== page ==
So what textiles and fibres have been emerging behind the scenes that are now on the runway? Jayaraman believes it is important to understand why new fibre trends are emerging. “There is a requirement of alternative options to synthetic fibres or big-on-resource cotton fibres and the sustainability push in global markets by consumers, industry bodies and governments have catalysed this need. Introducing new products altogether with better and different product features will break the aesthetic monotony which comes from using traditional fibres,”He adds.
According to the American Express Trendex Report, Indians want the planet to be better off by spending more on sustainable products and supporting local businesses. Indians are most interested in purchasing sustainable products, with 97% wanting to spend money on products that have a positive impact upon local businesses and communities. This is the highest number of countries surveyed.
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Manoj Adlakha is the SVP and CEO of American Express Banking Corp India. “Indian customers are making conscious decisions and shifting their buying patterns by prioritising spending on sustainable products thereby contributing to local businesses and leaving a positive impact on the planet. Ever since the pandemic hit the world creating an irreversible impact, people are becoming mindful about the purchases they make and the impact that will create for generations to come.”
Besides fabrics and fibres, the supply chain innovations are given much importance and there’s a visible push for responsible consumption and manufacturing where retailers and manufacturers are incorporating ambitious sustainability targets. Fabrics are the largest component of any outfit, and it is crucial to choose eco-friendly fibers. Recycled fibers reduce the carbon footprint of products as a key component of the textile is being re-used. It is quite remarkable how much resources are saved that could have been used to grow additional raw materials.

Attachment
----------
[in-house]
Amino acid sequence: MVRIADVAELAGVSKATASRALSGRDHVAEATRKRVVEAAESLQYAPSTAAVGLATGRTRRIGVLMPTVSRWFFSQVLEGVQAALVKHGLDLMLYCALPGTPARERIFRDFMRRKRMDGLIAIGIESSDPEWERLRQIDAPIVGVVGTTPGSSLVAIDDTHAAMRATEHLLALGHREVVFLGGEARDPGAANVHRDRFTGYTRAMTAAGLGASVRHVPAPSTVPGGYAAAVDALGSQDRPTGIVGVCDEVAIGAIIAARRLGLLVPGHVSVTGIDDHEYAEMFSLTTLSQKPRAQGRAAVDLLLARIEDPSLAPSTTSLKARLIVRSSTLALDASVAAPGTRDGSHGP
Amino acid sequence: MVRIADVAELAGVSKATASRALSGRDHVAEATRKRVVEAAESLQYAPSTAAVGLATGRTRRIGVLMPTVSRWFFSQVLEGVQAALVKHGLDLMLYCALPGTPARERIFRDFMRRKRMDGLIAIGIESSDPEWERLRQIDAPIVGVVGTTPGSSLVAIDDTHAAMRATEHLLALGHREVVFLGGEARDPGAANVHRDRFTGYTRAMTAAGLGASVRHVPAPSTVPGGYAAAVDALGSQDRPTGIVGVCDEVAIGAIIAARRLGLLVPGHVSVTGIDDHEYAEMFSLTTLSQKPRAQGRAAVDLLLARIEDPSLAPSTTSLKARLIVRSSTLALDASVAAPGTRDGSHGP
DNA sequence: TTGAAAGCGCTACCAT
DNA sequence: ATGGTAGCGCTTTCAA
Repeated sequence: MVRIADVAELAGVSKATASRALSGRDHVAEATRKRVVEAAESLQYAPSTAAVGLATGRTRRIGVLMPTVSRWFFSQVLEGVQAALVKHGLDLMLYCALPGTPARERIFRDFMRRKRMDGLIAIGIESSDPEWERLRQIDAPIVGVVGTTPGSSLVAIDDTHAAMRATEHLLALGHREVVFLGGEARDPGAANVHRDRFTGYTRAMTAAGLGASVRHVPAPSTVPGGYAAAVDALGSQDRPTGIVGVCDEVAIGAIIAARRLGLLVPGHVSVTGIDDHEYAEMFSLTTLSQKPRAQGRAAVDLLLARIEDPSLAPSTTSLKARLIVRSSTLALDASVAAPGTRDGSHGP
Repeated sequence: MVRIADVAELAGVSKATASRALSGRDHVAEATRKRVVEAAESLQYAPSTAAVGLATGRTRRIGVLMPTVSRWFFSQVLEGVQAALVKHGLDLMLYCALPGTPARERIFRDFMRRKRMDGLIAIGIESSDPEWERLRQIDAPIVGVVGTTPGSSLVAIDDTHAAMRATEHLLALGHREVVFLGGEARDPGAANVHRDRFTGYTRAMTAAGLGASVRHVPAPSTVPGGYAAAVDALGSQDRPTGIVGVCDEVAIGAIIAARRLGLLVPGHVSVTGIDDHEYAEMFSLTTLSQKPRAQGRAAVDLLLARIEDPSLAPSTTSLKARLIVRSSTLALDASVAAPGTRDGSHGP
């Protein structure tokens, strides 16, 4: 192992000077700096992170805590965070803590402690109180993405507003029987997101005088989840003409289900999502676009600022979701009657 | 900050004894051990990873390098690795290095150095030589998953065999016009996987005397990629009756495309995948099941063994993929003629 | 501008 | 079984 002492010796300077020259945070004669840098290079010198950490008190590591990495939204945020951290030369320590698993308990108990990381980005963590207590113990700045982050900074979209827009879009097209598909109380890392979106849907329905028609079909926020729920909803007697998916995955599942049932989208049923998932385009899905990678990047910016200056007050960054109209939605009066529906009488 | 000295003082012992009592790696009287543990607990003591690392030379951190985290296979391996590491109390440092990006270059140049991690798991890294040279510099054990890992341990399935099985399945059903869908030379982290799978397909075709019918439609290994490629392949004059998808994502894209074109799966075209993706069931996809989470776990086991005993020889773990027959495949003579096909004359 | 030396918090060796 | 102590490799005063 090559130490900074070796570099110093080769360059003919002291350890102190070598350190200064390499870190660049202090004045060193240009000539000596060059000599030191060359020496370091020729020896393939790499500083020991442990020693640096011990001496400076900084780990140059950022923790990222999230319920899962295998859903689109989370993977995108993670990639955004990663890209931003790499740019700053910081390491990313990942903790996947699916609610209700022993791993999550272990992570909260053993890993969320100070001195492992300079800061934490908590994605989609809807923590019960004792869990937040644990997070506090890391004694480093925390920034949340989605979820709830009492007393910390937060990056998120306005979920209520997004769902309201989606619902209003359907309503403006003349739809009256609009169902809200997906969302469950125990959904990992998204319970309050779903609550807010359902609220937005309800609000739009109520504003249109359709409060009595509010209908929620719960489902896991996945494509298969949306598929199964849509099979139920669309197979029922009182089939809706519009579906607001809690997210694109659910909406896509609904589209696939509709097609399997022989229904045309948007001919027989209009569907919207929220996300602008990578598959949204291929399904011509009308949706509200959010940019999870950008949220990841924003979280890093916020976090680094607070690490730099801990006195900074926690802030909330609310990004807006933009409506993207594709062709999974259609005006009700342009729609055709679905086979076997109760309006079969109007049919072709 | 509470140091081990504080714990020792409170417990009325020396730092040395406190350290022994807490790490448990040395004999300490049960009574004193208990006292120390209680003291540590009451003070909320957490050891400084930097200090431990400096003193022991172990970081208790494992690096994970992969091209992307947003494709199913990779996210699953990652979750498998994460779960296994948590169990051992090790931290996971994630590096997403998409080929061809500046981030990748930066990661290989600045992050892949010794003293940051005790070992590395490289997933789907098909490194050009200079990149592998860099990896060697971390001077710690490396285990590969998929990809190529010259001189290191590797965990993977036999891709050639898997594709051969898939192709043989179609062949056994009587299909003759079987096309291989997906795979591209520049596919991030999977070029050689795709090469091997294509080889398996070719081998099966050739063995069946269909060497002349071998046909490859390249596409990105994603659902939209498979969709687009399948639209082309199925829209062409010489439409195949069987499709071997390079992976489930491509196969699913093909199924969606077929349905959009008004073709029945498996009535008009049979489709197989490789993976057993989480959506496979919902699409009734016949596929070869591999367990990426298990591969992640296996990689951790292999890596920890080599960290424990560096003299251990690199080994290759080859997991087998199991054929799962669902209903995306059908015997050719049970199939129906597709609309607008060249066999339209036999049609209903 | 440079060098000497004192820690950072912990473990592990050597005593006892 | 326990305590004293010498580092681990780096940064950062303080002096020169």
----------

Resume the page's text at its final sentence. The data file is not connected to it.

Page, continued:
“Cellulosic fibres like Tencel, which has its wood coming from sustainable forestry, play a vital role in reducing environmental impact through their advanced manufacturing process. These fibres are certified biodegradable at the end of their lifecycle, making it better for the planet. Effective supply chain innovations help to ensure quality and authenticity of these product innovations. Tools like blockchain, which enable transparency, are key to offering the right products,” says Jayaraman.
ReshaMandi is one of these marketplaces digitizing the natural fiber supply chain. It has helped farmers, weavers, as well as reelers, by sourcing sustainable fabrics, and providing them with market exposure. Designers and fabric connoisseurs are impressed by their unique line made from silk fabrics, banana fabrics, silk fabrics, and natural fibres such as cotton, vise, hemp, and vise.
“Besides providing ReshaWeaves with finished goods to retailers and consumers, the farmers are willing to give technology a chance. When we work with them to improve their crop yield and in early disease detection and prevention, and provide easy access to market linkages and assured payments, we are able to create long-term partnerships with all stakeholders of the standardisation of the supply chain,”ReshaMandi’s founder and CEO Mayank Tiwari explains. It is a marketplace that digitizes the natural fiber supply chain.